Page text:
While running, I often seek out new places to explore (see my post on Routes), and to do that, I need to concentrate in order to find my way afterwards. I also frequently run into (no pun intended) neighbors, friends, and acquaintances in our small town of a city. I enjoy the ability to take a detour or pause for a chat without needing to deal with headphones, cords, and devices.

Do you run with headphones or earbuds? Why? Why not? How do you entertain yourself while running?

Running Routes and Tracking

I don’t know about you, but it kills me to get in my car in order to run. Maybe that’s why I’ve always valued living close to running and biking trails. And when my total run is 4-5 miles, it better not take me 3 miles to get to the pretty park for running, or else I’ll never get there.

I tend to map out routes on MapMyRun in advance, and send the route to my phone, so I can track it in action. I don’t necessarily race against myself, but I am terrible with directions, so having a map in front of me is vital in order to end up where I intend to. Some of my favorite runs, though, and the best way to distract myself, are unplanned. If I don’t know the distance I’ve run so far or how fast I’ve been going, then I’m more likely to push through.

Either way, my favorite running routes include beautiful scenery, shade, a bike or running trail devoid of stop lights, not too many hills, and a bit of exploration or variation. From my house across one of Portland’s many bridges, and back is a 3-mile loop. It’s a perfect evening run because it’s not too crowded, includes minimal road crossings, and the Willamette River is a constantly changing and gorgeous thing to observe.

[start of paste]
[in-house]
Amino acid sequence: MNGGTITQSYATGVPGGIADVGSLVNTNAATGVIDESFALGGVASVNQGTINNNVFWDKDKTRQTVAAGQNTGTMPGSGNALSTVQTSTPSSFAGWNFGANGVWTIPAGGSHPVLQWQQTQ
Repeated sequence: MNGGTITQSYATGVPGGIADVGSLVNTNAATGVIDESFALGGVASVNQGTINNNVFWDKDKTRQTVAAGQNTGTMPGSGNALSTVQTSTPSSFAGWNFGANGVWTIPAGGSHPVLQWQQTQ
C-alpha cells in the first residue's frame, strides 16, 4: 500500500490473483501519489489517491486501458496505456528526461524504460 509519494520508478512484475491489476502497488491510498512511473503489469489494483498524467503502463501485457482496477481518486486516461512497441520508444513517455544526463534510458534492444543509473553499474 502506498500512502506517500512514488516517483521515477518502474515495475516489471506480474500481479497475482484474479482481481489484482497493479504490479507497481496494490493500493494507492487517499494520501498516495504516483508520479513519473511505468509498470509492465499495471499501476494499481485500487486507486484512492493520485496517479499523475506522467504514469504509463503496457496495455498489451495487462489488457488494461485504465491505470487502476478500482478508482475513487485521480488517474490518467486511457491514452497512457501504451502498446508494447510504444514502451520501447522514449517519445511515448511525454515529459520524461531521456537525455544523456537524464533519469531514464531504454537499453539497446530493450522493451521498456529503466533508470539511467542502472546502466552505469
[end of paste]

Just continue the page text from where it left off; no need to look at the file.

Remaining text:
yellow grass in Tom McCall Park with toddler running ahead of woman pushing double running stroller, Hawthorne Bridge in the background
Walking with the running stroller in Tom McCall Park with the Hawthorne Bridge in the background

For every run and every long double stroller walk, I use MapMyRun on my phone to track my pace, time, and distance. It also syncs with MyFitnessPal, which means I can track how calories burned through my runs affect calories ingested through my meals. I keep my apps on private mode and don’t connect to friends through the app. I prefer my accountability structures to be in-person or more meaningful than through only an app.

Several of my friends use Strava, which allows competitions, racing, and tracking while you run. I can see how that would be valuable features for some!

How do you map out your routes, track your progress, share your successes?

Half Marathon Training for Mom

The whole reason (or one of them) I started this blog was to continue holding myself accountable for my own half marathon training, and share the tricks I’ve learned in order to make this possible as a mom. We’ve discussed my four strategies as well as how I came to be a running, working mom.

So, how is this half marathon training going in real life? Let’s check on the plan first.